So why on Earth would Google invest $1 billion to take a 5% share in a 20th century company?

Google had lots of reasons to want to do the deal. It gets a potential advertising audience of 20 million, an opportunity to stick it to Microsoft, preservation of a substantial existing ad revenue stream, and an investment in a sizeable, family-friendly island in an ocean of Internet porn.

What do you think? Will the AOL-Google deal be good for those customers? What will it mean to users? Let me know on the InformationWeek Weblog, where you can read the rest of this note and leave a comment.

Mitch Wagner
mwagner@cmp.com
www.informationweek.com


2. Today's Top Story

Google Adds Trends Feature To Personalized Search
It provides registered users with a list of their top searches and other history-related information.

Related Story:

Google Desktop Apps To Ship With Lexar Flash Drive
Preinstalled applications on the minidrive, which can hold up to 2 Gbytes of data, will include Google's Picasa, Toolbar, and Desktop Search.


3. Breaking News

Apple's Web Traffic Riding High On iTunes Surge
Apple Computer's Web traffic grew 57% year-over-year for November, Nielsen/NetRatings reported. However, the biggest traffic surges went to sites catering to 12- to 24-year-olds.

Philips Spin-Off Creates An 'IPod' For The Written Word
A spin-off company from Royal Philips Electronics has developed a wirelessly connected "electronic reader" tablet based on a high-contrast "electronic paper" display from E Ink Corp. The E-reader will be available in April.

Will Mobile Broadband Kill Wi-Fi?
With technologies like mobile WiMax starting to emerge, some people are starting to ask whether there's a long-term future for public Wi-Fi.

Automakers Embrace The IPod
Automakers are expected to ride the popularity of the iPod and add support for Apple Computer's portable music player in millions of cars over the next six years.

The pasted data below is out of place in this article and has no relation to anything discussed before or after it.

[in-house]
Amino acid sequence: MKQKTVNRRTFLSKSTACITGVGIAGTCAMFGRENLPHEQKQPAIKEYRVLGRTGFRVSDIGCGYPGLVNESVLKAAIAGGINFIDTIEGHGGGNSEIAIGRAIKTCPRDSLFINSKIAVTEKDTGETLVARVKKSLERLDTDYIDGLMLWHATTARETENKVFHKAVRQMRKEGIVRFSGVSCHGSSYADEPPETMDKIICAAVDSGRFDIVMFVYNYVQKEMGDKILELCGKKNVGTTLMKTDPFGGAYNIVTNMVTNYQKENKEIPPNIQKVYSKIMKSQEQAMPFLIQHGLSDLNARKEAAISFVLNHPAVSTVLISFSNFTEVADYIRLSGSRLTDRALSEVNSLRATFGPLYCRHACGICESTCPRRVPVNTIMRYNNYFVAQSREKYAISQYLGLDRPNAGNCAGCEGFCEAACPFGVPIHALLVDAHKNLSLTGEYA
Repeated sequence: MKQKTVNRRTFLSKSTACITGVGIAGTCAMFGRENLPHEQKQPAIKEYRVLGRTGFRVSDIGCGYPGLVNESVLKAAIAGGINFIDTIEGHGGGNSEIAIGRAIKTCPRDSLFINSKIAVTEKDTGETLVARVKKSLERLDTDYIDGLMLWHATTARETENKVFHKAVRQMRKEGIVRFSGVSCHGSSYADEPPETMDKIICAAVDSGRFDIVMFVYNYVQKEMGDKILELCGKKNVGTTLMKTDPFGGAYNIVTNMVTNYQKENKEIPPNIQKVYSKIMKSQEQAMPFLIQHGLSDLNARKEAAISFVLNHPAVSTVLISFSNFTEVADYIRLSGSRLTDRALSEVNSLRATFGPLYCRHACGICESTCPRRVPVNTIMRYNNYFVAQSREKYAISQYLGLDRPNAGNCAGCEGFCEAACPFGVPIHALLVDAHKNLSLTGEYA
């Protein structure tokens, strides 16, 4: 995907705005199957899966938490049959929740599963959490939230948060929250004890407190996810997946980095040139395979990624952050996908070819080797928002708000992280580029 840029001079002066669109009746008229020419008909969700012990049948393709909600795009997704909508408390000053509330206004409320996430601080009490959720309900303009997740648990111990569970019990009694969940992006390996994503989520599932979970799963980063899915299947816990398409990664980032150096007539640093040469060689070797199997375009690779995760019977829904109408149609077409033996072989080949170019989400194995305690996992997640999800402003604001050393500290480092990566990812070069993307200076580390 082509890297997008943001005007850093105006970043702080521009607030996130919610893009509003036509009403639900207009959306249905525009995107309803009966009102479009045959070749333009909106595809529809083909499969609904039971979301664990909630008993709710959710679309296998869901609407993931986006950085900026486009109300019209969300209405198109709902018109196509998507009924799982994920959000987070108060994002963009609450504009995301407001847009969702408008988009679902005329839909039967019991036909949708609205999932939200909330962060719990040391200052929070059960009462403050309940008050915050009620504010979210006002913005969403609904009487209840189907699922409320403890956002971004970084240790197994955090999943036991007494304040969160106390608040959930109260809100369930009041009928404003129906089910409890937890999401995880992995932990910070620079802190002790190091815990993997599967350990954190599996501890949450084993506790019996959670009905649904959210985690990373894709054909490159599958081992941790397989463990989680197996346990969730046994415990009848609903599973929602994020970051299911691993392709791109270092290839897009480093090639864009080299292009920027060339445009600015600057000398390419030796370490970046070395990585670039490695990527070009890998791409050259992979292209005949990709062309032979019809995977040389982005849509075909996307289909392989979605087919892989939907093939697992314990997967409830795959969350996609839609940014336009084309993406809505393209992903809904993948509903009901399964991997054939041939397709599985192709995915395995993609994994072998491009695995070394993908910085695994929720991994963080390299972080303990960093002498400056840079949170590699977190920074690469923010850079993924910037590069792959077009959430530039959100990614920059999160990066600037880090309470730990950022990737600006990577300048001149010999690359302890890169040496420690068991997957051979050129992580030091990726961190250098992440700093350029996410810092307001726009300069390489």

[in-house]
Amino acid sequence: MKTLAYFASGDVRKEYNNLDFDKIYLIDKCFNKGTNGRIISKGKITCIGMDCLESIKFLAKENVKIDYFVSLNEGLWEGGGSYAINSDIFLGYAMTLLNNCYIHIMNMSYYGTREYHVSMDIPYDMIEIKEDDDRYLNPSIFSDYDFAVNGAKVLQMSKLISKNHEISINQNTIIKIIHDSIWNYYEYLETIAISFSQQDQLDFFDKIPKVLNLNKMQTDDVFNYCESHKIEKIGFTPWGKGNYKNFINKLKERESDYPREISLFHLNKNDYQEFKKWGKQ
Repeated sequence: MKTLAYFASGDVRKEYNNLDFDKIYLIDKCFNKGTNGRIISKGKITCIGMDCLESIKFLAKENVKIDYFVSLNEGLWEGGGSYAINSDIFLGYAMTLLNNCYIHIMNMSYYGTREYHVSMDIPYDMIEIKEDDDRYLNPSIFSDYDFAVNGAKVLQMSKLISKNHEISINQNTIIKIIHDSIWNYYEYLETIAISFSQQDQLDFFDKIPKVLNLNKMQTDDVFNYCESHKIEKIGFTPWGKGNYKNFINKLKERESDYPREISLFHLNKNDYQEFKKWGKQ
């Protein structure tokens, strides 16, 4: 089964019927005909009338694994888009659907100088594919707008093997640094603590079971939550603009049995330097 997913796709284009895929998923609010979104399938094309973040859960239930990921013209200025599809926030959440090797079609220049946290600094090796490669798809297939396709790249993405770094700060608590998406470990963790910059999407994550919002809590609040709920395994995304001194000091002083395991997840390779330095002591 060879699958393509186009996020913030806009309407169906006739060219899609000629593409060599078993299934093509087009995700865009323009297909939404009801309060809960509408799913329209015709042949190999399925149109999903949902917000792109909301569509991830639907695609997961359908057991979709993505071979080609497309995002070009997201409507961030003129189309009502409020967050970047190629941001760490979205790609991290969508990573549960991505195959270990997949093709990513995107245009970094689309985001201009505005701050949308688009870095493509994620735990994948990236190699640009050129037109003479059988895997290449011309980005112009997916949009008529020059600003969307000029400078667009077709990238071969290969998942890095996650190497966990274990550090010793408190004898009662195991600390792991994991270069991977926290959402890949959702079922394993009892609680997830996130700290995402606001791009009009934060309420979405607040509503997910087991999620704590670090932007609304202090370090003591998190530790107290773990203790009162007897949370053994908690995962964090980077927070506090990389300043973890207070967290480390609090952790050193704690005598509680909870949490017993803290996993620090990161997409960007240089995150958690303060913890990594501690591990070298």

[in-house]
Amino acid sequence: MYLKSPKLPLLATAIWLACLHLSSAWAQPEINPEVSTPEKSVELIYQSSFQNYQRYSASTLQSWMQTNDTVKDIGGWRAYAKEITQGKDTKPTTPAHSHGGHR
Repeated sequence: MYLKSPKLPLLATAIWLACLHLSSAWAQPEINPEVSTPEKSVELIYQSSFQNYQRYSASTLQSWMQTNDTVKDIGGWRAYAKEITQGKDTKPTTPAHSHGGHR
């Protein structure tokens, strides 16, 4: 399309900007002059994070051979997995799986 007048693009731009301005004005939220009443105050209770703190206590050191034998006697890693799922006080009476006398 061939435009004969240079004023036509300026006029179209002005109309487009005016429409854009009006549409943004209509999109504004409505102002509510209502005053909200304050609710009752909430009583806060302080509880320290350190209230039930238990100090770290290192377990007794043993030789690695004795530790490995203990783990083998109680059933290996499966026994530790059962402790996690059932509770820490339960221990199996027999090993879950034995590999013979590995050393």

OpenOffice.org Suite Updates
OpenOffice.org updated its open-source suite Tuesday to 2.01, two months after the long-awaited 2.0 version was released.

Yahoo Offers Personal Search Shortcuts
People can access a Yahoo page that lets them attach a name to a URL that would take them to a frequently visited page or Web service.

Sun's Niagara Server: Try Before You Buy
Sun Microsystems president Jonathan Schwartz reveals a 60-day free trial of the company's new Sun Fire T2000 server on his company blog.

Salesforce.com Outage Inconveniences Customers
Database glitch a reminder that users of on-demand systems should make backup plans.

Bug Bites McAfee Antivirus
A security research firm says McAfee's antivirus line is vulnerable to attack, the second such warning issued about antivirus software in two days.

Flurry Of New Deals Could Make CSC A More Attractive Takeover Target
Contractor strikes IT services deals with the IRS and DuPont and closes in on contract with aerospace giant BAE Systems.

IBM's $865 Million Micromuse Acquisition Aims To Take On Network Complexity
Micromuse's technology will be integrated into IBM's Tivoli platform.

H-1B Backers Lose Budget Round
The Senate had earlier approved a measure that would have increased the number of H-1B visas available next year but yesterday dropped the provision from a bill.

Palm Profits Surge, Four New Treos Coming
The company reported quarterly revenue that's 18% higher than the same period a year ago, marking its eighth consecutive quarter of double-digit growth.

Seagate Set To Acquire Maxtor For $1.9 Billion
The deal is expected to close in the second half of 2006; the combined company will continue under the Seagate name.

Oracle Ships ID-, Access-Management System
The new suite spans a number of Oracle's homegrown and acquired technologies, including Web access control, identity administration, user provisioning, federated identity management, and directory services.

Ford's Fix Could Send Help Desk Offshore